Pic.2-9 again, as 30 years ago, exiles may bring along with them to
Siberia only the very basic belongings - or rely on their own skills to produce
"Better life" came to abrupt end by late 1920s - new Soviet regime began enforcing collectivization, as well as the policy of 'raskulachivanie,' that is, the expropriation of property from any prosperous owners.
Misha turned 11 then Kalashnikovs were labelled "kulaks" and Kombed (Committee of Poverty organized by the Bolsheviks) deprived the family of cattle, poultry, wheat, potatoes and everything else considered a "surpluses" - and in the end set their home on fire.
The definition of "kulak" was quite expansive - often it meant anyone who had a little more than other also desperately poor people, but enough to excite envy, and who also lacked social skills or connections or were recent immigrants to the area (i.s., whose families hadn't been in the neighborhood for 300 years).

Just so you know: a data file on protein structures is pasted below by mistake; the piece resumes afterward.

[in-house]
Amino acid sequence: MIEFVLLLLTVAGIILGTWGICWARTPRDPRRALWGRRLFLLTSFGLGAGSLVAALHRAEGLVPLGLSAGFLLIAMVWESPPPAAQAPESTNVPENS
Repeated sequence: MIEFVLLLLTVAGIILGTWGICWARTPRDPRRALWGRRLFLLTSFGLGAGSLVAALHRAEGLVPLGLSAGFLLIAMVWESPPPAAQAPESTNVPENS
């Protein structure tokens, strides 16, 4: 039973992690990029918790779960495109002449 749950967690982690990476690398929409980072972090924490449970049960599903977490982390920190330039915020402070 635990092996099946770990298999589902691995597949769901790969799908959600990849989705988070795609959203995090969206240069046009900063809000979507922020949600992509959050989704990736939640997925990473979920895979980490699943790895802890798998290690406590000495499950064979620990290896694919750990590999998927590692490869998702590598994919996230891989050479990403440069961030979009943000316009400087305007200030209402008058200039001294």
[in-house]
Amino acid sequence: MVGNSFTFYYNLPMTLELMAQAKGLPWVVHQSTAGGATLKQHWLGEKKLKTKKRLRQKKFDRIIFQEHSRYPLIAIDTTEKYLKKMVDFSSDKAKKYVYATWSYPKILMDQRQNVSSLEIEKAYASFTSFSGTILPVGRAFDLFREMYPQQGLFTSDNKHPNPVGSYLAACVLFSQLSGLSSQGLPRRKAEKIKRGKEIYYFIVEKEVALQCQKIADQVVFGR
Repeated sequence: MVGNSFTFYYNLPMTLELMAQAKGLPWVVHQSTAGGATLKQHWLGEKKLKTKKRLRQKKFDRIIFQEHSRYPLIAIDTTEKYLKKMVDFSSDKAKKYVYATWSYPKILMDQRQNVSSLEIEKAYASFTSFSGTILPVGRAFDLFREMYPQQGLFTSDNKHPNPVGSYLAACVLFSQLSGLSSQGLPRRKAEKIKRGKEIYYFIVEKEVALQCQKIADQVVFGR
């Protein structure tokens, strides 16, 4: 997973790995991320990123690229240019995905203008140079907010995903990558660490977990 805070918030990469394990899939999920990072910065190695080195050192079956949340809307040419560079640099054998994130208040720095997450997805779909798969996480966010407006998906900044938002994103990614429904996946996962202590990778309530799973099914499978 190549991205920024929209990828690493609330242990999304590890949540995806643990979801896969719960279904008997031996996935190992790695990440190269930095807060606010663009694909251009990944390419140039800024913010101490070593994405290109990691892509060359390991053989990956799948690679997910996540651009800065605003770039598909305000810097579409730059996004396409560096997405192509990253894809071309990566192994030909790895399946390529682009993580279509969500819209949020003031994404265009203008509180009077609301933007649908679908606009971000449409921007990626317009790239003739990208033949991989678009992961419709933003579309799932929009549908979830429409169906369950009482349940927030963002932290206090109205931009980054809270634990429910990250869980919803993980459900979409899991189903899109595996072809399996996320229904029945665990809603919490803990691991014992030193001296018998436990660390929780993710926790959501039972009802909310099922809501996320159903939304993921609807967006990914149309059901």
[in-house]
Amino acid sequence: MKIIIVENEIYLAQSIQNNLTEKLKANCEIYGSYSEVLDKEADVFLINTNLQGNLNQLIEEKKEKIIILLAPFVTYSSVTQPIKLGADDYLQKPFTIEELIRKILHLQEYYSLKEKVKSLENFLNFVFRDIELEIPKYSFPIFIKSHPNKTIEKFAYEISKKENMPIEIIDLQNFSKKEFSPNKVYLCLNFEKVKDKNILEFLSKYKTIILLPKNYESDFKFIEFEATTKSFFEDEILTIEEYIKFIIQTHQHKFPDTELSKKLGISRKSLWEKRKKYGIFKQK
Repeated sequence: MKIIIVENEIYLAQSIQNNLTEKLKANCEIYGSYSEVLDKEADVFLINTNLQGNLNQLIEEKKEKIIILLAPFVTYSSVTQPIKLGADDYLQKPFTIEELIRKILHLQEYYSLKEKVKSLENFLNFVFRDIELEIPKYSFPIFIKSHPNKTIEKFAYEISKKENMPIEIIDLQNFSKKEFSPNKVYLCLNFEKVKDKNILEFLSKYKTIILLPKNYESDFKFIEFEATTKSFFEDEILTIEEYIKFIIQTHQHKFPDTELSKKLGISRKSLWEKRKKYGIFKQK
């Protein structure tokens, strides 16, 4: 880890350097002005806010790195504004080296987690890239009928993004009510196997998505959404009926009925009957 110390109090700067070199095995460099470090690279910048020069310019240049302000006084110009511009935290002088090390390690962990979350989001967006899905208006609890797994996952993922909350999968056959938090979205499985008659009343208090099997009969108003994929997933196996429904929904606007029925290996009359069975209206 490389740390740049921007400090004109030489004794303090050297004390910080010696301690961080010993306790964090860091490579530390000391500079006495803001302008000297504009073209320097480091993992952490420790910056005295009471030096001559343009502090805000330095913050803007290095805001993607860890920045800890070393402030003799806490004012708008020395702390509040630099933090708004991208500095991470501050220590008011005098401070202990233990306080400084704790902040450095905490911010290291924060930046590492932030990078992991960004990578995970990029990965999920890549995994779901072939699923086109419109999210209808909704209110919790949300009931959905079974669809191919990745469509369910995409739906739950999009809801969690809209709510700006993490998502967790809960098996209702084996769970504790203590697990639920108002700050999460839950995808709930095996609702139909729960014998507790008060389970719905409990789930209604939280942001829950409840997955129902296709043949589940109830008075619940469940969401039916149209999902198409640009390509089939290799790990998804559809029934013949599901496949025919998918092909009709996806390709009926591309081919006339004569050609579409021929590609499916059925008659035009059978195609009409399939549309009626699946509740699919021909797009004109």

De-kulakization was originally supported by the poorer peasants because they believed the land would be given to them, not become collective farms... poor dreamers.
Thus, in 1930 along with many other families from Kurya, Kalashnikovs were deprived of property and exiled to Siberia - only elder children who'd got married prior to 1930 were allowed to stay (namely, Misha's sisters Agasha, Anna and his brother Victor).
Ahead of the family lied an exhausting trip from steppe areas of Altai to primeval taiga of Siberia - to village Nizhnyaya Mokhovaya, Bokcharsky area (Tomsk region).